Saturday, October 30, 2010

Once more into the Ed Reform Breach, Dear Friends

Joanne Jacobs notes that Rhode Island considers tiered diplomas: The best students in Rhode Island’s most rigorous schools may get a Regents diploma showing they’ve met state standards, while most graduates would earn a local diploma, reports the Providence Journal. Tougher graduation requirements linked to the Regents diploma are supposed to go into effect in 2012. But many districts — including the three largest, Cranston, Providence and Warwick — aren’t ready to teach to that level. Students aren’t ready either.
I've thought for years that a single diploma was too broad a brush to paint the picture of all of the graduates. I approved of the NYRegents diploma when it was actually a challenge to get one, when you had to work hard at a more difficult course and pass a more difficult curriculum to get it.

What I foresee happening in the State of Rhode Island and Providence Plantations is a quick fade on the strict adherence to the standards they set up. Just as NY has fiddled with its tests until the NYRegents has little meaning, so will the RIRegents.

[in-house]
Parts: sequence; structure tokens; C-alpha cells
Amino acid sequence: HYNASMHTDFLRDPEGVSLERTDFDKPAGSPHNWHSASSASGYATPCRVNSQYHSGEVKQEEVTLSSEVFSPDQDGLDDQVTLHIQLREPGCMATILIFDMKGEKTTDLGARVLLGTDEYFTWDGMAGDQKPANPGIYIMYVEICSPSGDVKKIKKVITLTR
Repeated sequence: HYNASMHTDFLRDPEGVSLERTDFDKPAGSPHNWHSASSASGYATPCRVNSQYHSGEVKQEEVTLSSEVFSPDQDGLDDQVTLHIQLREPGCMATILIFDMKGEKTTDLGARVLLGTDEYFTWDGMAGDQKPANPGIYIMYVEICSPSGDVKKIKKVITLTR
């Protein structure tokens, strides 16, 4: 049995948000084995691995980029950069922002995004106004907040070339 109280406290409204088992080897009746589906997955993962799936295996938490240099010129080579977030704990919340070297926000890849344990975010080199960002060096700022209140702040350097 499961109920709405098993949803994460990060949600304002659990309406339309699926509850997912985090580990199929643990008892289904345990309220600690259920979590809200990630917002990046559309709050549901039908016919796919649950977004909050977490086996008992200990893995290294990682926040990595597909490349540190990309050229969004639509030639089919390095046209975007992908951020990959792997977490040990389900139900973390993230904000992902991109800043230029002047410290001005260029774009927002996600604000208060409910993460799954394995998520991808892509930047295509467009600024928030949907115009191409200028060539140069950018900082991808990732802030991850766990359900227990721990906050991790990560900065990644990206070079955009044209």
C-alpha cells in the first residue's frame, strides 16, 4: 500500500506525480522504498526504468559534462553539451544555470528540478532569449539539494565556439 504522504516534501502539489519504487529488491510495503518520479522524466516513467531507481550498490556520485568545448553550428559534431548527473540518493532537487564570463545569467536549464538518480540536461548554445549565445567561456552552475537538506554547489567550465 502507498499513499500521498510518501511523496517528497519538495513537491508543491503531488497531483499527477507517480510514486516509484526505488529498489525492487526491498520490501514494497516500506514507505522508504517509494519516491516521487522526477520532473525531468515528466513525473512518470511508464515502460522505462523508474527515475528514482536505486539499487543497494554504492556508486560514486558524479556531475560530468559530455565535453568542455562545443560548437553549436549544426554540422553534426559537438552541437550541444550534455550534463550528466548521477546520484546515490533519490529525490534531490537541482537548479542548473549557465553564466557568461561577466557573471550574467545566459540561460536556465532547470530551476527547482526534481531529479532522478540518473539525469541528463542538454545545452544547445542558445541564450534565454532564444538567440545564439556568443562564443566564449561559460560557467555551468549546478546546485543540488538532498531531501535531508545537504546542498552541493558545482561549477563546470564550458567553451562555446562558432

Maybe there will be some students who stand out while it lasts. It would certainly alleviate the problems of remedial word requirements in college and would allow employers and college admissions people to have a better feel for the true ability of the applicant.

1 comment:

  1. In my opinion the Regents Diploma is a waste of time. I have a local diploma, I did fine in college. I didn't struggle in the college classroom setting at all. You only have to sit, listen, read, study, and sometimes do a term paper for the class your in. A friend of mine went to a private school earned his Regents diploma. He went to college, but dropped out after a year attending community college. For the most part college professors will give you a review sheet to study off of so the student can do well on the test.